I enjoyed the starter book and how it carried the story of a deadly assassin wanting to understand what’s going on in her world and navigating all her powers.
And that soon transformed into way too much spice about their personal lives and merging worlds with other series like ACOTAR and The Crescent City. Yes, I would love to read a crossover, but not at the cost of losing the original.
I meant that the last books seemed way too similar to ACOTAR, both in the case of plots and writing style. Something about it does not sit right with me.
The story picked me where the Empire of Storms ended, Aelin being trapped in an iron box and tortured ruthlessly daily. She is desperately trying to make a comeback with little to no result.
Unfortunately, all her friends are scattered worldwide, busy rescuing or completing their quests – which is reasonable. I got to read a lot of trial and error of Aelin trying to save herself and escape from that hellhole, which she finally did – after 300 pages.
And I have to say, this part seems a bit exaggerated. So, the answer to the universal question ‘What chapter is Aelin rescued?’ – is around Chapter 28.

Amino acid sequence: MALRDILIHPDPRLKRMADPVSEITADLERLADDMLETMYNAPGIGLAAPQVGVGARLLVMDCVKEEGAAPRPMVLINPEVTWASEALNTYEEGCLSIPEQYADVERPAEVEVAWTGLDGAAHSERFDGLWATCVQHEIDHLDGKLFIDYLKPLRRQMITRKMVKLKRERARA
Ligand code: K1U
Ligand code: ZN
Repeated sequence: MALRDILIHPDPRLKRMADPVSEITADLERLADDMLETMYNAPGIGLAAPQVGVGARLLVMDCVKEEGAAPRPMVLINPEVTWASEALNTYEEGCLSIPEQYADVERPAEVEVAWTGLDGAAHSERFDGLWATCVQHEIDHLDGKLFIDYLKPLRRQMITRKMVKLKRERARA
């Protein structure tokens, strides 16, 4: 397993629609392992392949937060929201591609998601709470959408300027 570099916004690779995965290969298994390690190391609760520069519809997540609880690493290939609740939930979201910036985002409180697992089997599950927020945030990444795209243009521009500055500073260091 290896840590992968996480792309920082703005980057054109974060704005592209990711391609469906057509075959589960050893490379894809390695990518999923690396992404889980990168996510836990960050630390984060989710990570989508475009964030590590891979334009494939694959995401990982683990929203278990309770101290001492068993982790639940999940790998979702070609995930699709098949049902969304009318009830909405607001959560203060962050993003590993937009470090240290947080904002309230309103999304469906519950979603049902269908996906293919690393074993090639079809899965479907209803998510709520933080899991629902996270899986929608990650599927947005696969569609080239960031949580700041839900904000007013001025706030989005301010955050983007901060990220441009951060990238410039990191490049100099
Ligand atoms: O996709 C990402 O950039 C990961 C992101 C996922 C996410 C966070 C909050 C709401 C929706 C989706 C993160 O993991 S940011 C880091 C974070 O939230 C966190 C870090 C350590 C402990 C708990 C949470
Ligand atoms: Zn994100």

Okay, let me pause all of this for the sake of plot development, but did any of you notice how awfully similar it was to The Lord of the Rings?
The first few books of this series felt like a new genre. This new writing style is different from ACOTAR and The Crescent City. Still, soon, it conveyed the same dark and heavy lore – probably for a better, more convincing crossover between ACOTAR and Throne of Roses.
I know many of you liked the transition, but I was hooked up with the kind of delivery in the previous books. This change was not for
This is good news for people looking for spice in the series. The Kingdom of Ash, The Empire of Storms and Crown of Midnight are three of the most exciting books in this genre.